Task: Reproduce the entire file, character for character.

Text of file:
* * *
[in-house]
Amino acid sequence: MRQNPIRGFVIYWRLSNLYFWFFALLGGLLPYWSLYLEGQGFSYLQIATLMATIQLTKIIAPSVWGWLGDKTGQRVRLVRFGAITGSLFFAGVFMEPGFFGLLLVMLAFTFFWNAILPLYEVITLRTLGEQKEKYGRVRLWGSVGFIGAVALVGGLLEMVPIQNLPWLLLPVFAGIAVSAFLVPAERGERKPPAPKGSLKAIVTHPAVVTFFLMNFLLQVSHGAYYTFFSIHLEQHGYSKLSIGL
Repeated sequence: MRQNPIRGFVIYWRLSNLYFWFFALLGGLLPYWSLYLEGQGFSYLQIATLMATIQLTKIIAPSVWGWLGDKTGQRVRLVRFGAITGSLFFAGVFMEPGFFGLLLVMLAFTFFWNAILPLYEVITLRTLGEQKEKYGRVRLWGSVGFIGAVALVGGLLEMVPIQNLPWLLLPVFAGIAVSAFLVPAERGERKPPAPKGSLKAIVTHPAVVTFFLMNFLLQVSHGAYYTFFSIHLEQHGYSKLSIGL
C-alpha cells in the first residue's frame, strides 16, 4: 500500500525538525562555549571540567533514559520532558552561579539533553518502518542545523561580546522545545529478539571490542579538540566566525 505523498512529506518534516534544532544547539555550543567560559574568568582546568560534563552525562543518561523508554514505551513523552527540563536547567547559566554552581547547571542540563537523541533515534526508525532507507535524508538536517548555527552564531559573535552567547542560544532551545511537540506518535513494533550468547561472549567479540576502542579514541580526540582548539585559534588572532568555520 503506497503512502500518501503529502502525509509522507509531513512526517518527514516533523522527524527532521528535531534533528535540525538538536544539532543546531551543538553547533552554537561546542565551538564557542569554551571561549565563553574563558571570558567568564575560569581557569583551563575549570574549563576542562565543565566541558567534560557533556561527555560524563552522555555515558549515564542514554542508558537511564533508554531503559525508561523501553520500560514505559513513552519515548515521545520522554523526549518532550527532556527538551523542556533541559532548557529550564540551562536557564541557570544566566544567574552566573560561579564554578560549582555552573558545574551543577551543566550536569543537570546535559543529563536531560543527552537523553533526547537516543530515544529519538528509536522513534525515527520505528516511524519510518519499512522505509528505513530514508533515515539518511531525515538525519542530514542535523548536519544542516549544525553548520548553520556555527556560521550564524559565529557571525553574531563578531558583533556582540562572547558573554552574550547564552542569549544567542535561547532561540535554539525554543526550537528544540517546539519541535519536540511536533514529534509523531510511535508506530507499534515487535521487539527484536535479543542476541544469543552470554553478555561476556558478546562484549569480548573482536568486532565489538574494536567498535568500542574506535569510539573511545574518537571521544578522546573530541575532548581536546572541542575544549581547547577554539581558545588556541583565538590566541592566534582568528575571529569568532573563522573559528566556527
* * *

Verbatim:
[in-house]
Amino acid sequence: MRQNPIRGFVIYWRLSNLYFWFFALLGGLLPYWSLYLEGQGFSYLQIATLMATIQLTKIIAPSVWGWLGDKTGQRVRLVRFGAITGSLFFAGVFMEPGFFGLLLVMLAFTFFWNAILPLYEVITLRTLGEQKEKYGRVRLWGSVGFIGAVALVGGLLEMVPIQNLPWLLLPVFAGIAVSAFLVPAERGERKPPAPKGSLKAIVTHPAVVTFFLMNFLLQVSHGAYYTFFSIHLEQHGYSKLSIGL
Repeated sequence: MRQNPIRGFVIYWRLSNLYFWFFALLGGLLPYWSLYLEGQGFSYLQIATLMATIQLTKIIAPSVWGWLGDKTGQRVRLVRFGAITGSLFFAGVFMEPGFFGLLLVMLAFTFFWNAILPLYEVITLRTLGEQKEKYGRVRLWGSVGFIGAVALVGGLLEMVPIQNLPWLLLPVFAGIAVSAFLVPAERGERKPPAPKGSLKAIVTHPAVVTFFLMNFLLQVSHGAYYTFFSIHLEQHGYSKLSIGL
C-alpha cells in the first residue's frame, strides 16, 4: 500500500525538525562555549571540567533514559520532558552561579539533553518502518542545523561580546522545545529478539571490542579538540566566525 505523498512529506518534516534544532544547539555550543567560559574568568582546568560534563552525562543518561523508554514505551513523552527540563536547567547559566554552581547547571542540563537523541533515534526508525532507507535524508538536517548555527552564531559573535552567547542560544532551545511537540506518535513494533550468547561472549567479540576502542579514541580526540582548539585559534588572532568555520 503506497503512502500518501503529502502525509509522507509531513512526517518527514516533523522527524527532521528535531534533528535540525538538536544539532543546531551543538553547533552554537561546542565551538564557542569554551571561549565563553574563558571570558567568564575560569581557569583551563575549570574549563576542562565543565566541558567534560557533556561527555560524563552522555555515558549515564542514554542508558537511564533508554531503559525508561523501553520500560514505559513513552519515548515521545520522554523526549518532550527532556527538551523542556533541559532548557529550564540551562536557564541557570544566566544567574552566573560561579564554578560549582555552573558545574551543577551543566550536569543537570546535559543529563536531560543527552537523553533526547537516543530515544529519538528509536522513534525515527520505528516511524519510518519499512522505509528505513530514508533515515539518511531525515538525519542530514542535523548536519544542516549544525553548520548553520556555527556560521550564524559565529557571525553574531563578531558583533556582540562572547558573554552574550547564552542569549544567542535561547532561540535554539525554543526550537528544540517546539519541535519536540511536533514529534509523531510511535508506530507499534515487535521487539527484536535479543542476541544469543552470554553478555561476556558478546562484549569480548573482536568486532565489538574494536567498535568500542574506535569510539573511545574518537571521544578522546573530541575532548581536546572541542575544549581547547577554539581558545588556541583565538590566541592566534582568528575571529569568532573563522573559528566556527